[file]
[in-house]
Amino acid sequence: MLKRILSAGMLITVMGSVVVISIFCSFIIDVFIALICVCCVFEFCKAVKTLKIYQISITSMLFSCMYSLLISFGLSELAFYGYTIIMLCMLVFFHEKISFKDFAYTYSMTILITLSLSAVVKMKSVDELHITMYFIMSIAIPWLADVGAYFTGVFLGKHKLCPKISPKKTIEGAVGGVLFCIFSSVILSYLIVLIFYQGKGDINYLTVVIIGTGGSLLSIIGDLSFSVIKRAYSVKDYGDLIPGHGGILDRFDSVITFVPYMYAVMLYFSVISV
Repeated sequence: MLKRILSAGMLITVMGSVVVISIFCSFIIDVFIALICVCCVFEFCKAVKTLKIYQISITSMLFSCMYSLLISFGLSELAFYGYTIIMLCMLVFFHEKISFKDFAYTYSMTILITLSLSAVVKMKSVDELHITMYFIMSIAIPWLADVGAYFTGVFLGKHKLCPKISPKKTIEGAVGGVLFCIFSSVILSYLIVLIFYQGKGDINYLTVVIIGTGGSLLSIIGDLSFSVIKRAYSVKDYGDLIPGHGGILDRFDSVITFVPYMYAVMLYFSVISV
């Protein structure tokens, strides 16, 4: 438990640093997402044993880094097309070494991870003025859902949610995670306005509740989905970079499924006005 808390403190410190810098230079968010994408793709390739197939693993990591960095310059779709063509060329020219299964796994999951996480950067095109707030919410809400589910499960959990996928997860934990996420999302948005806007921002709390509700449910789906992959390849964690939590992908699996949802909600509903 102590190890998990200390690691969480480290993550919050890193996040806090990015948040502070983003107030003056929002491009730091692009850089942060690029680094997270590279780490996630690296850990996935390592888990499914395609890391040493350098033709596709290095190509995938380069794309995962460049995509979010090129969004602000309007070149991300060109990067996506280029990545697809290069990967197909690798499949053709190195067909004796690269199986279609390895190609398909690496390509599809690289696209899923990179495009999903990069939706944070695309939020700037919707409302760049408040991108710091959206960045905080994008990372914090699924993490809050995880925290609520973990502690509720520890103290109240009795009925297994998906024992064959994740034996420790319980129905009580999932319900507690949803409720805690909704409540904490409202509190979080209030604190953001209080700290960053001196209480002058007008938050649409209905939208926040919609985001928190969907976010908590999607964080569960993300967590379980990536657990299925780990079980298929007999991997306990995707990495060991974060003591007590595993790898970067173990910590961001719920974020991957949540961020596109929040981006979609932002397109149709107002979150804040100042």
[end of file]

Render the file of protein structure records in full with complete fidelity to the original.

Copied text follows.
[in-house]
Amino acid sequence: MLKRILSAGMLITVMGSVVVISIFCSFIIDVFIALICVCCVFEFCKAVKTLKIYQISITSMLFSCMYSLLISFGLSELAFYGYTIIMLCMLVFFHEKISFKDFAYTYSMTILITLSLSAVVKMKSVDELHITMYFIMSIAIPWLADVGAYFTGVFLGKHKLCPKISPKKTIEGAVGGVLFCIFSSVILSYLIVLIFYQGKGDINYLTVVIIGTGGSLLSIIGDLSFSVIKRAYSVKDYGDLIPGHGGILDRFDSVITFVPYMYAVMLYFSVISV
Repeated sequence: MLKRILSAGMLITVMGSVVVISIFCSFIIDVFIALICVCCVFEFCKAVKTLKIYQISITSMLFSCMYSLLISFGLSELAFYGYTIIMLCMLVFFHEKISFKDFAYTYSMTILITLSLSAVVKMKSVDELHITMYFIMSIAIPWLADVGAYFTGVFLGKHKLCPKISPKKTIEGAVGGVLFCIFSSVILSYLIVLIFYQGKGDINYLTVVIIGTGGSLLSIIGDLSFSVIKRAYSVKDYGDLIPGHGGILDRFDSVITFVPYMYAVMLYFSVISV
């Protein structure tokens, strides 16, 4: 438990640093997402044993880094097309070494991870003025859902949610995670306005509740989905970079499924006005 808390403190410190810098230079968010994408793709390739197939693993990591960095310059779709063509060329020219299964796994999951996480950067095109707030919410809400589910499960959990996928997860934990996420999302948005806007921002709390509700449910789906992959390849964690939590992908699996949802909600509903 102590190890998990200390690691969480480290993550919050890193996040806090990015948040502070983003107030003056929002491009730091692009850089942060690029680094997270590279780490996630690296850990996935390592888990499914395609890391040493350098033709596709290095190509995938380069794309995962460049995509979010090129969004602000309007070149991300060109990067996506280029990545697809290069990967197909690798499949053709190195067909004796690269199986279609390895190609398909690496390509599809690289696209899923990179495009999903990069939706944070695309939020700037919707409302760049408040991108710091959206960045905080994008990372914090699924993490809050995880925290609520973990502690509720520890103290109240009795009925297994998906024992064959994740034996420790319980129905009580999932319900507690949803409720805690909704409540904490409202509190979080209030604190953001209080700290960053001196209480002058007008938050649409209905939208926040919609985001928190969907976010908590999607964080569960993300967590379980990536657990299925780990079980298929007999991997306990995707990495060991974060003591007590595993790898970067173990910590961001719920974020991957949540961020596109929040981006979609932002397109149709107002979150804040100042």